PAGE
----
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Old 05-04-2008, 12:11 PM   #32
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I bought a Honda Civic hybrid in December and really enjoy it. It has so far demonstrated the same quality and reliability that we have come to expect from Honda (we have had only Honda's since 1986) and I am pleased as punch when I gas up. I traded in a 1993 Accord that averaged about 26 mpg. With the hybrid, I have recently been averaging 52 mpg on my 100 mile roundtrip daily commute.

The Honda technology is fundamentally different from the Prius. The primary motive force for the Prius is the electric motor, with a boost from the gasoline engine when necessary. By contrast, the Honda uses an ultra efficient gasoline engine as the prime motive force and uses an electric motor for boost when accelerating. As a consequence, the Honda battery is much smaller. It is located in the vertical part of the back seat and therefore is protected in the event of a collision (the downside is that the back seat doesn't fold down).

Both employ regenerative braking and the Honda also charges the battery when you are going downhill (not sure about the Prius). The Honda turns off the gasoline engine at stops and quickly and automatically restarts it when you lift your foot off the brake pedal. Neither one plugs in.

One of the reasons we went with the hybrid is that we got a $2100 federal tax credit and we did not pay the 6% state sales tax. Those two benefits alone accounted for the majority of the price difference between the hybrid and the standard versions of the Civic. And, of course, I am saving about $2000 per year on gas.

However, even if the cost of the hybrid were higher, I would still be happy with our choice. It will take the efforts of all of us to support a transition to a better technology so that we can reduce oil demand and air pollution. I am happy to do my part.
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Old 05-04-2008, 12:25 PM   #33
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I've got a Prius hybrid. We went with that because of the lower total cost of ownership, which is considerably more than just gas savings.

For example, we live in a hilly area, on a hilltop. Multiple runs up and down the hills on a daily basis tend to be rough on brake life in cars with an automatic transmission. On a previous car, we were replacing brake pads every 16-18 months, and brake rotors every three years. The Prius, and similar 'strong' hybrids like the Honda Insight and Civic, use a thing called regenerative braking, which uses the engine system to brake (like a manual transmission driver could) AND recaptures the energy that would otherwise appear as heat in the brake pads and rotors. The brakes on the Prius tend to last much longer than those of conventional vehicles in our situation.

We are likely to not see any brake work for at least 5 years with this vehicle. There are other items like this, and at the end of that 5 year period, resale value is considerably better than for many other vehicles.

IntelliChoice.com Survey: Hybrids Continue to Reward Over the Long Term
ConsumerReports.org - What that car really costs to own
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Old 05-04-2008, 12:25 PM   #34
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I voted never, because I've never had a car of any type and hope never to need one.
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Old 05-04-2008, 12:52 PM   #35
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The Honda turns off the gasoline engine at stops and quickly and automatically restarts it when you lift your foot off the brake pedal.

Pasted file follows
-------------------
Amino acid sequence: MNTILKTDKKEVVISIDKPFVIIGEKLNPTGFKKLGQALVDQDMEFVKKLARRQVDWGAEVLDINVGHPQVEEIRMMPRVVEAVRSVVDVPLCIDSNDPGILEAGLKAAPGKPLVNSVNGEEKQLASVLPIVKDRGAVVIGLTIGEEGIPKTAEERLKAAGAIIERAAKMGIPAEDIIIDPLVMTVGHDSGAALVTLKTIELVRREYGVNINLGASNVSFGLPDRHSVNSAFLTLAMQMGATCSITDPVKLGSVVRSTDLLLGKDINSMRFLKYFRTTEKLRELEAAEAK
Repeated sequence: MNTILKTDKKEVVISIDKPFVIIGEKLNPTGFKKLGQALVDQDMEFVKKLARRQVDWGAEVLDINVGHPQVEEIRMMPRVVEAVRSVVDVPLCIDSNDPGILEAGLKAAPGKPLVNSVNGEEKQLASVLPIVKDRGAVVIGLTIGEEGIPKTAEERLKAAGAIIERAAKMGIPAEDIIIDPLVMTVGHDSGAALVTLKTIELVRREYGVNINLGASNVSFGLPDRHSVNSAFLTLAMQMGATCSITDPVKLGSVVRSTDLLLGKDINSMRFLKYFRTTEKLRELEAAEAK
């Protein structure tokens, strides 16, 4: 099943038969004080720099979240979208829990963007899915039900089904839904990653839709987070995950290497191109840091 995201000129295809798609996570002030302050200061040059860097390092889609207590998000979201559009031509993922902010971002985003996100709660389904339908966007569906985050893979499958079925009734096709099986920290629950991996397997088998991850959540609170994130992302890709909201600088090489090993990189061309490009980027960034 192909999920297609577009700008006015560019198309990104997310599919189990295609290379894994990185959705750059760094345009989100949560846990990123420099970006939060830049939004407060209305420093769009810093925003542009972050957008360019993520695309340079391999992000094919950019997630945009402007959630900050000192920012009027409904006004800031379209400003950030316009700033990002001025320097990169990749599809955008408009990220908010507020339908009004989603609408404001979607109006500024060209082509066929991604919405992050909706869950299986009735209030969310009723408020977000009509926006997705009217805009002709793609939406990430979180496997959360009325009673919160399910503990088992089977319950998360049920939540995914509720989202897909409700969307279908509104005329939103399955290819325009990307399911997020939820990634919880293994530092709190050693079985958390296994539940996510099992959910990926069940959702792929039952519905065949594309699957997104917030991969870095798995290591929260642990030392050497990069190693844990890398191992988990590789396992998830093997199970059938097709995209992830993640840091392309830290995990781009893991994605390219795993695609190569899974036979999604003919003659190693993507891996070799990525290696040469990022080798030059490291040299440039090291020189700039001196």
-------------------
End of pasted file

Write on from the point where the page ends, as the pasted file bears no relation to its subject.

Anyone know why this can't be done with a regular car?
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Old 05-04-2008, 01:01 PM   #36
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I voted 3-5 years. I'm with the early majority on this. I want to do my bit for the planet, but I have a perfectly good 13 year old Honda which should get me where I want to go at a reasonable cost for several more years. I also want to see some of the bugs worked out and costs come down. Recently, subsidies have made it more attractive to purchase hybrids. Taxi companies in my area are buying scores of Toyota Priuses. All the taxi drivers tell me they love them and are saving a bundle on gas.
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Old 05-04-2008, 02:31 PM   #37
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The Prius was first sold in the US in 2000 as 2001 model. When we bought our hybrid last year, we asked the local dealer how many hybrid batteries they had replaced so far. The answer was none, which was encouraging. We realize they will have to be replaced eventually, but the cost has dropped every year which along with skyrocketing gas prices makes the hybrid look smarter every day...
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Old 05-04-2008, 03:07 PM   #38
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Have always owned smallish cars, bought a hybrid last year and the mileage is stunning. Like most if not all hybrid owners, we understood the payback would be long (although getting shorter every day). But there are other reasons to own a hybrid, significantly lower emissions is but one. Everyone understands that hybrids are not ideal and an interim approach until all-electric, fuel cells or some other technology comes along. You can either do something to reduce consumpton and emissions (10% of the oldest cars on the road are putting out 50% of the emissions) in the meantime, or wait on electric, fuel cells or whatever you think is the answer. But those technologies have a long way to go, and the day they are the 'economic' best choice are likely decades away.
I am not concerned with the emissions 'savings'.... my newest car is an ULEV which puts out VERY little emissions... so saving a small percent on that is not going to save the planet... but getting rid of my 95 Chevy might... but truth be told, it is only putting out like 5% of what I am allowed during inspection... so I could let it go to crap and STILL not have problems passing the emission test...
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Old 05-04-2008, 05:07 PM   #39
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I checked "6-10 years" but it may be never. I'll buy one when the cost of purchase/ownership over a span of 15-20 years makes sense for me. Right now they're not even close.

And I want it in a full-size pickup truck. At least a couple of times a week I use the truck's capabilities as a truck, not a car.
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Old 05-04-2008, 05:10 PM   #40
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Anyone know why this can't be done with a regular car?
It can be done and in some places it is.

2008 MIni Cooper Clubman

2008 MINI Cooper Clubman - Overview for MINI Cooper Clubman - CarGurus

...European models come with regenerative braking and automatic idling shut-off, to decrease emissions, and a diesel engine option...